I recently stepped off of a cruise ship after seven days of sailing. We stopped frequently at touristy Alaskan towns replete with jewelry stores, souvenir shops, crab shacks and bars. If you didn’t stuff yourself with fresh seafood while on land, a frequent joke on the boat reminded you that a meal was only forty-five minutes away. Something that wasn’t discussed on the boat that I sadly didn’t realize until I attended Mass after the journey ended was that a relationship with Jesus is one thing not scheduled on a cruise ship. Meals, activities, shows, excursions, all occur like clockwork when you are at sea. Much to my chagrin, I knew I had not kept any schedule of spiritual discipline while on the beautiful boat. I felt shame, I felt weak, and I felt even anger at myself for being so easily led astray. Then I started thinking about why this happened and I stumbled across some thoughts that will help me in the future that you may find useful as well.
To no one’s surprise, master shipbuilders make cruise ships so travelers want for nothing and everyone forgets their sufferings. You can eat 24 hours a day. You can buy beverage packages to get an adult drinks at bars located every 50 feet with only your room key. You can see a show, participate in an activity, or visit a spa and be treated like royalty any time you want. They want you forget the troubles of the world, and I suppose most people go on vacation for that very reason. As a Christian, I realized that I don’t want to forget about the troubles of the world. Those troubles are my troubles. To live without suffering led me to live without my relationship with Jesus, and thereby my relationship to my neighbor. Don’t get me wrong, I enjoyed the company of many of my fellow travelers, but I can’t pretend it was fellowship, merely shared revelry. This frightened me because while I made this realization, how many others would not.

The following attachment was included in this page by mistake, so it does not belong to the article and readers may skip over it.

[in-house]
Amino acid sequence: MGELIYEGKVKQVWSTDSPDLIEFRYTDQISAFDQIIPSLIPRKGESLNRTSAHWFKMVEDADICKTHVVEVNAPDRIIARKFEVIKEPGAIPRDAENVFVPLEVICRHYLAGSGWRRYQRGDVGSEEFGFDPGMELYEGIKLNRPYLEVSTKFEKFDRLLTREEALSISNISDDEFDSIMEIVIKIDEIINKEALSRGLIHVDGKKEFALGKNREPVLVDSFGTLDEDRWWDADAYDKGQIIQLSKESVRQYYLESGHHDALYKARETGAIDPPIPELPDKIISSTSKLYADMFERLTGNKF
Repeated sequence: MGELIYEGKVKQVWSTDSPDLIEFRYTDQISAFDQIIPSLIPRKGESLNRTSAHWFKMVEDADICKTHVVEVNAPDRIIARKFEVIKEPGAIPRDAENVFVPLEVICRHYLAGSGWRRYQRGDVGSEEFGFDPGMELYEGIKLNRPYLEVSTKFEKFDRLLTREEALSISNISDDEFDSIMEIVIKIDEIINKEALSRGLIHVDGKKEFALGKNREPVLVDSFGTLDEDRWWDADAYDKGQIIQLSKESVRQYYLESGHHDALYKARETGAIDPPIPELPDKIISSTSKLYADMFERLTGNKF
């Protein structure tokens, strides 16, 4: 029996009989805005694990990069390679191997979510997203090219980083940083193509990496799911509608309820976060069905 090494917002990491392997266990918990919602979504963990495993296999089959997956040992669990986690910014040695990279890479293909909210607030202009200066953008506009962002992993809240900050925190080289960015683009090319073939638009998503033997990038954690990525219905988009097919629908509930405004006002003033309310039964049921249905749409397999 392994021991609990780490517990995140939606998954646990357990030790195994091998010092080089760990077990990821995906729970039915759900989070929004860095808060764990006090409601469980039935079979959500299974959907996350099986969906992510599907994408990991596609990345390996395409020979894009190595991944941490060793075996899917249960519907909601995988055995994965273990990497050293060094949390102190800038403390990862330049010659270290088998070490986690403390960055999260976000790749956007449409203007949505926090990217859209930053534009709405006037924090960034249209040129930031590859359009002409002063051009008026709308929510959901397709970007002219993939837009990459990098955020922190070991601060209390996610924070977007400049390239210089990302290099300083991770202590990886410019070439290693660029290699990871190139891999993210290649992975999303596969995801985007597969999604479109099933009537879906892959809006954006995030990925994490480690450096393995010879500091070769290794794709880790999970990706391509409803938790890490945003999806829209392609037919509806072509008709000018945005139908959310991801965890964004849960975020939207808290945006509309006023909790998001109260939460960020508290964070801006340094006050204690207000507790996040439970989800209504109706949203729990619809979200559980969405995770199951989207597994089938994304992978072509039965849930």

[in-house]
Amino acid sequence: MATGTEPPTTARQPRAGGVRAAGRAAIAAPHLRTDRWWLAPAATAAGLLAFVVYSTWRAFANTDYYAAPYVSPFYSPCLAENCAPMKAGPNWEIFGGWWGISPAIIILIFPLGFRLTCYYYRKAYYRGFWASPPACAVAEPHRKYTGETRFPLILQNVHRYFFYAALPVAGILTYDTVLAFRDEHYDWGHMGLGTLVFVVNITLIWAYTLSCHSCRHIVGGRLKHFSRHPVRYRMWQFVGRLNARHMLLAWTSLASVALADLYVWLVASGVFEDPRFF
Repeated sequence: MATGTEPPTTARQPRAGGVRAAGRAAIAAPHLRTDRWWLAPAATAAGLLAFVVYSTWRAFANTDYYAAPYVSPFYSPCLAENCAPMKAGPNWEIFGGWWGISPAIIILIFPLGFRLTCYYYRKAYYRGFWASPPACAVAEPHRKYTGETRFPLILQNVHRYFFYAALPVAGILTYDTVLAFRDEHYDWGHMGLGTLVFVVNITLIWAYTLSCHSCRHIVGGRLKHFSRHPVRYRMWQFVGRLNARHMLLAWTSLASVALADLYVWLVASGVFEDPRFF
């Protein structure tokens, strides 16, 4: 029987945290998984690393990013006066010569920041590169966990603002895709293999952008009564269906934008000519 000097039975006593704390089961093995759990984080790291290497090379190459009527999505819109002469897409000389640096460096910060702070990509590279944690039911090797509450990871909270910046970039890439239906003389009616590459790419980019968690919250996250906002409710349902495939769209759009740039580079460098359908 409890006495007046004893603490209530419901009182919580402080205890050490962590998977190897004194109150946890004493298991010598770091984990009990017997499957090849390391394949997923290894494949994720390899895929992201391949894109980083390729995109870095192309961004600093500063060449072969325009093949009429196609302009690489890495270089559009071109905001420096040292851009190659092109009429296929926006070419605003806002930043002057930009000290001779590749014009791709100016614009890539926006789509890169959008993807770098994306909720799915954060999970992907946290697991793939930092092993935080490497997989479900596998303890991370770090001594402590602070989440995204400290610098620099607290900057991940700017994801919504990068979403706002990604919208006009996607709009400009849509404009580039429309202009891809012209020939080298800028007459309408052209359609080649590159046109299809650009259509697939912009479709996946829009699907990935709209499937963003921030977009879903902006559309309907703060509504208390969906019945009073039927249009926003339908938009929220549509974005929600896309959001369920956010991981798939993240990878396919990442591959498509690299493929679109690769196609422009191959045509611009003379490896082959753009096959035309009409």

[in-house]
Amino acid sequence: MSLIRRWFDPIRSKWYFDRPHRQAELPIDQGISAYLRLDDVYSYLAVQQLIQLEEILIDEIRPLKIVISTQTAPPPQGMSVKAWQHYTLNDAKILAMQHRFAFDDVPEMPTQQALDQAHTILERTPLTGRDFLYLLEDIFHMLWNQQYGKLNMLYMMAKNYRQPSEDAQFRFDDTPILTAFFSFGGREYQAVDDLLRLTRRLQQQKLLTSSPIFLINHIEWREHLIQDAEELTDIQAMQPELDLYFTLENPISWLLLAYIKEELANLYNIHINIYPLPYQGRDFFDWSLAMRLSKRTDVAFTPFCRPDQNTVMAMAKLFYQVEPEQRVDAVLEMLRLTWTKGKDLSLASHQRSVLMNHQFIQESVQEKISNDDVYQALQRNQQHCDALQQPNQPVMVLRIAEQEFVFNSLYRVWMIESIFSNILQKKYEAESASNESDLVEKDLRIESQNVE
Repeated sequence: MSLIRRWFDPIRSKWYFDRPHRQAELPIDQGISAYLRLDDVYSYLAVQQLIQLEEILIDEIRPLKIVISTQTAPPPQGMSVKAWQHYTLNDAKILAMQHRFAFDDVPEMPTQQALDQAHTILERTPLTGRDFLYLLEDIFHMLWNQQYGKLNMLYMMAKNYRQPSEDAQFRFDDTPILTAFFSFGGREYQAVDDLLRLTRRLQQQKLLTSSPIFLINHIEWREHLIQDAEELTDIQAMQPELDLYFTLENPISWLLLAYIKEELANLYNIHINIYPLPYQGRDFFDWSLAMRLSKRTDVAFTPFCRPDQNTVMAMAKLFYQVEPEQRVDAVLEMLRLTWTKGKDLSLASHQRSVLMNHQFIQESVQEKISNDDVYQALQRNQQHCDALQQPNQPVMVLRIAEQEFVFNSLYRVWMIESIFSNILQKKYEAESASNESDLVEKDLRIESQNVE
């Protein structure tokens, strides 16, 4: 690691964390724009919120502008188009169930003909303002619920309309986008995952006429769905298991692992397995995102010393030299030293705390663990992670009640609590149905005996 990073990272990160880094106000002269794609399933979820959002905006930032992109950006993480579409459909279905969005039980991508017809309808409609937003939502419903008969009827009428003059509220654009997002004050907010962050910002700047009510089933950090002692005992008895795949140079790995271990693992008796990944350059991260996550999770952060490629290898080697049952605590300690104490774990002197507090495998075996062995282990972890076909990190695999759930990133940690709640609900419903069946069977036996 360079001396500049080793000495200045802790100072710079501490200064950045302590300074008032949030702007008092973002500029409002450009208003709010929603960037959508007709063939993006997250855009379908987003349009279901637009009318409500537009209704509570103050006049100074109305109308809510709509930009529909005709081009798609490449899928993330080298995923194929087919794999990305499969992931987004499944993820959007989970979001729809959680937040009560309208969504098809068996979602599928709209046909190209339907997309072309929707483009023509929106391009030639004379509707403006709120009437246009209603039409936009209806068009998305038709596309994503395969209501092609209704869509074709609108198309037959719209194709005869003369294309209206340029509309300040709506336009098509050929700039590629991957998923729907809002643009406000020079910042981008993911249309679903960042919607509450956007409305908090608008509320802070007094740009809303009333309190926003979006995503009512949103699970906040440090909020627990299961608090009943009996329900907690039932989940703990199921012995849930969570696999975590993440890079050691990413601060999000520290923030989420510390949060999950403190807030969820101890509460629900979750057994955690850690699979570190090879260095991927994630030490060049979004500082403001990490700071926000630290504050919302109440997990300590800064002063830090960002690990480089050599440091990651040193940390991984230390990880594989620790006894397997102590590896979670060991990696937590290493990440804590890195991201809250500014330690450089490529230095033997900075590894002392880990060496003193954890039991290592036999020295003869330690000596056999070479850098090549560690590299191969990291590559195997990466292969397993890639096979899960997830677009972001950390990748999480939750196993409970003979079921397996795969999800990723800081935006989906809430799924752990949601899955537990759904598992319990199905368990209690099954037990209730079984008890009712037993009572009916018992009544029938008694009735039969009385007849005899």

What about our brothers and sisters who live their lives as if they had boarded a cruise ship and plan on never disembarking. I wish I could say I didn’t know anyone who follows this plan of life, but I know many and I surmise you may too. One of my favorite saints, St. Jose Maria Escriva, founder of Opus Dei, knew the power of the spiritual discipline of mortification. He would call on his spiritual children to often make small offerings of suffering for the church, the souls in purgatory and for ourselves. Simple things like not putting salt on some eggs or not drinking that second cup of coffee can be efficacious ways to join ourselves with Our Lord. If you told your friends about this way of living, how many would think you were completely normal? Our culture trains us to do what we want, when we want, and on a daily basis. All suffering is wrong, except when it makes your body look better, which puts the correct order of spirit before mind before body on its head.
What happens when a culture does this without check or question for too long? I point to an oft forgotten Pixar film called Wall-E. In the future, Earth has been turned into a wasteland of trash, humanity has left on spaceships, and a robot named Wall-E does his daily job of collecting rubbish and making a wall of garbage. I understand the main “save the planet” message, but the message I took from the movie that all of humanity became fat and sedentary while floating around space on huge cruise ships looking for another planet to colonize. People were taken from one distraction to another on moving platforms and pampered by tiny robots and other automation. Is it inconceivable that modern society is headed in that direction? What will stop this progress? As Christians, can we convince a disinterested society that suffering is essential to a healthy spiritual life and not only should we embrace it but we should look for it? I pray that the next time I go on a cruise I don’t forget the lessons the Lord taught me when I returned.
© 2017 Mark Andrews